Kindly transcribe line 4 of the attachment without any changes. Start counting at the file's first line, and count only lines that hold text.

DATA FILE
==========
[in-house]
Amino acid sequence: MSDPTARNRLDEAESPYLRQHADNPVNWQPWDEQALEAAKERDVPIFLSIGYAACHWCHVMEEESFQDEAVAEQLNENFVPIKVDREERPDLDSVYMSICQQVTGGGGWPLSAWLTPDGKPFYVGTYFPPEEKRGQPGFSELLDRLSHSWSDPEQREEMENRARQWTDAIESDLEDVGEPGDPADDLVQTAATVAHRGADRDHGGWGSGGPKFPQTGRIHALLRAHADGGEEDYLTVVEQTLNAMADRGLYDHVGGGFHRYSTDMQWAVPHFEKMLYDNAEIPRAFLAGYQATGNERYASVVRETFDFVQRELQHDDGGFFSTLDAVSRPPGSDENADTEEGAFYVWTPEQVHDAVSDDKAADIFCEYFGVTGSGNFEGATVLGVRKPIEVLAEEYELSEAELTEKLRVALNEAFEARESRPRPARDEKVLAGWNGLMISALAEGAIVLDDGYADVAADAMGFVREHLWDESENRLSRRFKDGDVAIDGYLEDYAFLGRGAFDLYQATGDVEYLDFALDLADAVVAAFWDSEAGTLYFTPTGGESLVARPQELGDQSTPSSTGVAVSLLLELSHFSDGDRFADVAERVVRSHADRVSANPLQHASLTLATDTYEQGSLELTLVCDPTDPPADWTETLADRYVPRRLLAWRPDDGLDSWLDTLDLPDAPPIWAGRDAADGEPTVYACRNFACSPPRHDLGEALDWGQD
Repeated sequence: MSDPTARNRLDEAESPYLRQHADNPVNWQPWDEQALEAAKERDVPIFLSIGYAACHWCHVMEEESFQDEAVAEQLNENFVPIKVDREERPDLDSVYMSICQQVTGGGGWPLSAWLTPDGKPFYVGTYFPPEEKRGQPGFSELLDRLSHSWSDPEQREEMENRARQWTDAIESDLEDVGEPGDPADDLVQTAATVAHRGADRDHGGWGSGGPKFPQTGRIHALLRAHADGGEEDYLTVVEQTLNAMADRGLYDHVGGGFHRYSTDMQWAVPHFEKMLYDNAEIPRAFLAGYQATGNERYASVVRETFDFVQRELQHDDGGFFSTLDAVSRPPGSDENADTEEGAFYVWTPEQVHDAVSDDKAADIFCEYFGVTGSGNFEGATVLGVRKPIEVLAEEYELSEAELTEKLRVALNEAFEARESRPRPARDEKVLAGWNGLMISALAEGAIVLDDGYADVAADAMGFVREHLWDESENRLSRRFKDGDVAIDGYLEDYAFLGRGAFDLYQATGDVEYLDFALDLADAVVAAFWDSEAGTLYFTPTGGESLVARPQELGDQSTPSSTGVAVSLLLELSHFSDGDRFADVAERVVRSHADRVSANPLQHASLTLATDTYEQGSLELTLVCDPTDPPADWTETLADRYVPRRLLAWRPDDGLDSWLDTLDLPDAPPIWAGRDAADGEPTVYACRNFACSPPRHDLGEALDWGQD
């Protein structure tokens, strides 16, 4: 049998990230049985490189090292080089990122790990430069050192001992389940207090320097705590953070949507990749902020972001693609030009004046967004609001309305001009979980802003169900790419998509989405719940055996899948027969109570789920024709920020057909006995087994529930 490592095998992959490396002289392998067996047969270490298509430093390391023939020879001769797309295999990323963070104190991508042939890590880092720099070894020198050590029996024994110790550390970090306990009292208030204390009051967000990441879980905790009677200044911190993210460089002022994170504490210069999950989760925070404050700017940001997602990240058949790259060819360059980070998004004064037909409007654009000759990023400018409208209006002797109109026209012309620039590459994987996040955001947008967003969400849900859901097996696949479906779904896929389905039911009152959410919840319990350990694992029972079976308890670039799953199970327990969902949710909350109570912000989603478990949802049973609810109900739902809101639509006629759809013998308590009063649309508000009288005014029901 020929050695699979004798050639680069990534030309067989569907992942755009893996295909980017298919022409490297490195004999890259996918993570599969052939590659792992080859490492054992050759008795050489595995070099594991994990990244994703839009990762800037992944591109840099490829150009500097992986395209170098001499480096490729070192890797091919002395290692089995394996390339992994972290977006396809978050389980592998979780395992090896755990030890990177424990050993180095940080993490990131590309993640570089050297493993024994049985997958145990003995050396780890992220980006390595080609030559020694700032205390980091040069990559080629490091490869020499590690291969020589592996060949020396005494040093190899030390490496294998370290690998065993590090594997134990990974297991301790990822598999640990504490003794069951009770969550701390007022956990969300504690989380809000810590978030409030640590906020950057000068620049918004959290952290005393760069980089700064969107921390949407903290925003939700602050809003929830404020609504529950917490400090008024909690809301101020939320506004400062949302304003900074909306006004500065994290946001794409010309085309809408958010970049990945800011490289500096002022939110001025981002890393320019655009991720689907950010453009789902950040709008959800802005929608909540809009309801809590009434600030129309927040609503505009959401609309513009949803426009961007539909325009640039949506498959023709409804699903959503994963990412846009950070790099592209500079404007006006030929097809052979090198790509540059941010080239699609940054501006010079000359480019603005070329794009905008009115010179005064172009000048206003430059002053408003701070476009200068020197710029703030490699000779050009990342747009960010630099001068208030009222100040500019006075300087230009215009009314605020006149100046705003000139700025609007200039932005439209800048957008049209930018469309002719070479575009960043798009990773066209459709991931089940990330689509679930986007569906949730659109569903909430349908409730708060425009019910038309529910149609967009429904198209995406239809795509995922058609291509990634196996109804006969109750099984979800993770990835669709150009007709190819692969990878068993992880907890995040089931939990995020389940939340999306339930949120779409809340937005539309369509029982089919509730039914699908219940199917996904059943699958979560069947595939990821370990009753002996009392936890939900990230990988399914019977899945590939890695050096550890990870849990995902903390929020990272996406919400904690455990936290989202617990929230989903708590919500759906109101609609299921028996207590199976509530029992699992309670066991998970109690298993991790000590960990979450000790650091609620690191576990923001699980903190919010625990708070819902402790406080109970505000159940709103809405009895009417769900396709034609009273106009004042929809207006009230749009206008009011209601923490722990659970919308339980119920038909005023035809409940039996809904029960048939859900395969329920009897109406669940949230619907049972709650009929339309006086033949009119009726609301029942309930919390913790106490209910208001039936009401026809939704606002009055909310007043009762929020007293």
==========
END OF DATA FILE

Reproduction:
């Protein structure tokens, strides 16, 4: 049998990230049985490189090292080089990122790990430069050192001992389940207090320097705590953070949507990749902020972001693609030009004046967004609001309305001009979980802003169900790419998509989405719940055996899948027969109570789920024709920020057909006995087994529930 490592095998992959490396002289392998067996047969270490298509430093390391023939020879001769797309295999990323963070104190991508042939890590880092720099070894020198050590029996024994110790550390970090306990009292208030204390009051967000990441879980905790009677200044911190993210460089002022994170504490210069999950989760925070404050700017940001997602990240058949790259060819360059980070998004004064037909409007654009000759990023400018409208209006002797109109026209012309620039590459994987996040955001947008967003969400849900859901097996696949479906779904896929389905039911009152959410919840319990350990694992029972079976308890670039799953199970327990969902949710909350109570912000989603478990949802049973609810109900739902809101639509006629759809013998308590009063649309508000009288005014029901 020929050695699979004798050639680069990534030309067989569907992942755009893996295909980017298919022409490297490195004999890259996918993570599969052939590659792992080859490492054992050759008795050489595995070099594991994990990244994703839009990762800037992944591109840099490829150009500097992986395209170098001499480096490729070192890797091919002395290692089995394996390339992994972290977006396809978050389980592998979780395992090896755990030890990177424990050993180095940080993490990131590309993640570089050297493993024994049985997958145990003995050396780890992220980006390595080609030559020694700032205390980091040069990559080629490091490869020499590690291969020589592996060949020396005494040093190899030390490496294998370290690998065993590090594997134990990974297991301790990822598999640990504490003794069951009770969550701390007022956990969300504690989380809000810590978030409030640590906020950057000068620049918004959290952290005393760069980089700064969107921390949407903290925003939700602050809003929830404020609504529950917490400090008024909690809301101020939320506004400062949302304003900074909306006004500065994290946001794409010309085309809408958010970049990945800011490289500096002022939110001025981002890393320019655009991720689907950010453009789902950040709008959800802005929608909540809009309801809590009434600030129309927040609503505009959401609309513009949803426009961007539909325009640039949506498959023709409804699903959503994963990412846009950070790099592209500079404007006006030929097809052979090198790509540059941010080239699609940054501006010079000359480019603005070329794009905008009115010179005064172009000048206003430059002053408003701070476009200068020197710029703030490699000779050009990342747009960010630099001068208030009222100040500019006075300087230009215009009314605020006149100046705003000139700025609007200039932005439209800048957008049209930018469309002719070479575009960043798009990773066209459709991931089940990330689509679930986007569906949730659109569903909430349908409730708060425009019910038309529910149609967009429904198209995406239809795509995922058609291509990634196996109804006969109750099984979800993770990835669709150009007709190819692969990878068993992880907890995040089931939990995020389940939340999306339930949120779409809340937005539309369509029982089919509730039914699908219940199917996904059943699958979560069947595939990821370990009753002996009392936890939900990230990988399914019977899945590939890695050096550890990870849990995902903390929020990272996406919400904690455990936290989202617990929230989903708590919500759906109101609609299921028996207590199976509530029992699992309670066991998970109690298993991790000590960990979450000790650091609620690191576990923001699980903190919010625990708070819902402790406080109970505000159940709103809405009895009417769900396709034609009273106009004042929809207006009230749009206008009011209601923490722990659970919308339980119920038909005023035809409940039996809904029960048939859900395969329920009897109406669940949230619907049972709650009929339309006086033949009119009726609301029942309930919390913790106490209910208001039936009401026809939704606002009055909310007043009762929020007293």